‘Yıldız Moran: A Mountain Tale’
“In a photograph taken in Tatvan, a village on the western shore of Lake Van in Eastern Turkey,” writes Ayten Tartici, “a matronly figure anxiously clenches between her teeth a corner of her draping white linen kıtan, a traditional head covering worn by women in the region. Her blurred left hand sways over a flock of white sheep around her, their tails turned to the viewer. As your eyes take in more of the picture, you notice the other villagers huddled in the background, as well as her right hand, protectively pressing to her, beneath her cloak, a frightened sheep—the only figure in the entire photograph whose black eyes gaze directly into the lens of the camera.
“The understated emotion, technical skill, and semi-abstract texture that animate Tatvan, Bitlis (1956) are typical of all eighty-six photographs by Yıldız Moran, now on display at Istanbul Modern. The first academically trained Turkish female photographer, Moran is enjoying a much deserved revival in Turkey, with some of her photographs being exhibited for the first time. The show is an effort not only to bring to light the work of an outstanding female artist but also to showcase Turkish Republican art. The current retrospective at Istanbul Modern is culled from the nearly 8,000 negatives that Moran left behind upon her death in 1995.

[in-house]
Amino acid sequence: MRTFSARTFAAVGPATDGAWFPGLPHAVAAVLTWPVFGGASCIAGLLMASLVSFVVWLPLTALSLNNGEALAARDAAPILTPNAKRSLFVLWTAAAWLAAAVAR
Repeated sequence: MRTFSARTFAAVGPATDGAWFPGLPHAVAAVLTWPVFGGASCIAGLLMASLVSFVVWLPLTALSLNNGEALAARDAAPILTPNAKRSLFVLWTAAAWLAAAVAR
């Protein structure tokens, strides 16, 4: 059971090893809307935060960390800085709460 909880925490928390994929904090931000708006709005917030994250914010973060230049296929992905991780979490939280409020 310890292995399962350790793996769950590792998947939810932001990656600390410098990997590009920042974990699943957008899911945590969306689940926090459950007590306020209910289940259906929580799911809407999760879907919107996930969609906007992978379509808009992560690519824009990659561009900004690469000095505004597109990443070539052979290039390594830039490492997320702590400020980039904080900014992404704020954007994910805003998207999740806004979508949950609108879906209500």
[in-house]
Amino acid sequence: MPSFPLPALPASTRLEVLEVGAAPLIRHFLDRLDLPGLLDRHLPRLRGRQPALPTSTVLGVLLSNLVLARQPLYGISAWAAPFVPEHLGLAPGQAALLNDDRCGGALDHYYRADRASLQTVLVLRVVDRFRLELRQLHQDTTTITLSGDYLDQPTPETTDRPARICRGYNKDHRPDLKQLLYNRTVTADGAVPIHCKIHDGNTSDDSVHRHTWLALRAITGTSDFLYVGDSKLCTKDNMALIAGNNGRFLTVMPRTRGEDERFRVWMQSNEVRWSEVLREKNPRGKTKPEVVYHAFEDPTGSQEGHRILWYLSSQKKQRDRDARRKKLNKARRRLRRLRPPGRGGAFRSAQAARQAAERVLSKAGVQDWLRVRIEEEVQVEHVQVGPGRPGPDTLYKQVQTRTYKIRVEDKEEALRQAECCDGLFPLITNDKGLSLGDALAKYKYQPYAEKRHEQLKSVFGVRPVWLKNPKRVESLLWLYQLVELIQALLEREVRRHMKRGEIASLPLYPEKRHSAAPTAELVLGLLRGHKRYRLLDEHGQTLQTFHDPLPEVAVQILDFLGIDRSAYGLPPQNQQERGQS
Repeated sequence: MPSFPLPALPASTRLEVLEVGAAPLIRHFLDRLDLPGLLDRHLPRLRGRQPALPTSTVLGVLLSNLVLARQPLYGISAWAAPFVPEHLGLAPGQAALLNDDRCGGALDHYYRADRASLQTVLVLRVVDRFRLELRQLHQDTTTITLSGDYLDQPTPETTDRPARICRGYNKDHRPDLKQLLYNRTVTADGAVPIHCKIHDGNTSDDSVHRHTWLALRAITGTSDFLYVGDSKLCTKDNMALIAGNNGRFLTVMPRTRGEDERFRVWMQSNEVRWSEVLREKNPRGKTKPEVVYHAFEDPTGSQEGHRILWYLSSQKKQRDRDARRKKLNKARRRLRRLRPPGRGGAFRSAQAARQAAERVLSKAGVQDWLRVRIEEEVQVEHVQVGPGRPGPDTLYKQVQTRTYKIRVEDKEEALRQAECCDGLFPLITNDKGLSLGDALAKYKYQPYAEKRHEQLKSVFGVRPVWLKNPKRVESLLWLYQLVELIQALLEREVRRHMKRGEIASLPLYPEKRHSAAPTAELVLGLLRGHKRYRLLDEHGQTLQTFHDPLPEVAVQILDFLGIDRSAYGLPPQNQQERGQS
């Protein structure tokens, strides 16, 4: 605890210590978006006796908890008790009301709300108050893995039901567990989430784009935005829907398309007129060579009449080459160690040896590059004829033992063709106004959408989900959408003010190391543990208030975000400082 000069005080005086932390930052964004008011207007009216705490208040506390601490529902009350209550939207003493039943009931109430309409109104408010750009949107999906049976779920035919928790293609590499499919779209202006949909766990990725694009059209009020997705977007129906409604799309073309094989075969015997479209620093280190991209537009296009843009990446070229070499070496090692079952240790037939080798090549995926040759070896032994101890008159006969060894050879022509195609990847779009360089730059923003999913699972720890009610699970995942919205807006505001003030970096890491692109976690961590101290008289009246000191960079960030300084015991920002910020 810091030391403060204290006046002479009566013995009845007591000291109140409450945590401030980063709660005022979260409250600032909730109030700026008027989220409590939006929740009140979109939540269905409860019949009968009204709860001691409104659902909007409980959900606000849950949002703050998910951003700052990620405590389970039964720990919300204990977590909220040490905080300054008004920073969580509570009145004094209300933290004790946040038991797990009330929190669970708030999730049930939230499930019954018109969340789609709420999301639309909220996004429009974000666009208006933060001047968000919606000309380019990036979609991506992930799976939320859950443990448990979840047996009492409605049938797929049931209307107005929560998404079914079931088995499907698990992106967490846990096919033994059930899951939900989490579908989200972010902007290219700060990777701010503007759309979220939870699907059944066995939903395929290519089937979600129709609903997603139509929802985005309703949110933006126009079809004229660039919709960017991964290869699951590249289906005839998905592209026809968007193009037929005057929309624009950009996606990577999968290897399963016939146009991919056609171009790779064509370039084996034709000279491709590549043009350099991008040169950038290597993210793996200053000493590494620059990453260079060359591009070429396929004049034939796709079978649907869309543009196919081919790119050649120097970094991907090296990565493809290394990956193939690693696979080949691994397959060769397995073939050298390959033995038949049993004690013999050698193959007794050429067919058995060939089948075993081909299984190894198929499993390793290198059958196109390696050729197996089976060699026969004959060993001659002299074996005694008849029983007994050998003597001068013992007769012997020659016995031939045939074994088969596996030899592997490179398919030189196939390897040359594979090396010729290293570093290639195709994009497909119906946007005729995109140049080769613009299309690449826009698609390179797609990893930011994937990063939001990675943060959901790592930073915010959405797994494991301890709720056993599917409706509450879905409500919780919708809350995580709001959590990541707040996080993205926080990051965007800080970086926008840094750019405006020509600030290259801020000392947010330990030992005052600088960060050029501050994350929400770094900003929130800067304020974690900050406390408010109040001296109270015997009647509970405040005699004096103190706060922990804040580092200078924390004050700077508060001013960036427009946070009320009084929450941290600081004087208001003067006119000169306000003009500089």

“Moran shot almost exclusively with a Rolleiflex 2.8 Series, famous for its 6×6 square format. This camera, to which she remained loyal throughout the years, greets visitors from a glass display case as they enter the exhibition at Istanbul Modern. In one section of the show, eight photographs are arranged in two rows of four, printed from the negatives in their original format. The images, though covering a range of different locations and subjects, all showcase Moran’s artistic command of light, geometry, and depth.”
For more information, visit istanbulmodern.org.
Asmalımescit Mahallesi, Meşrutiyet Caddesi, No:99,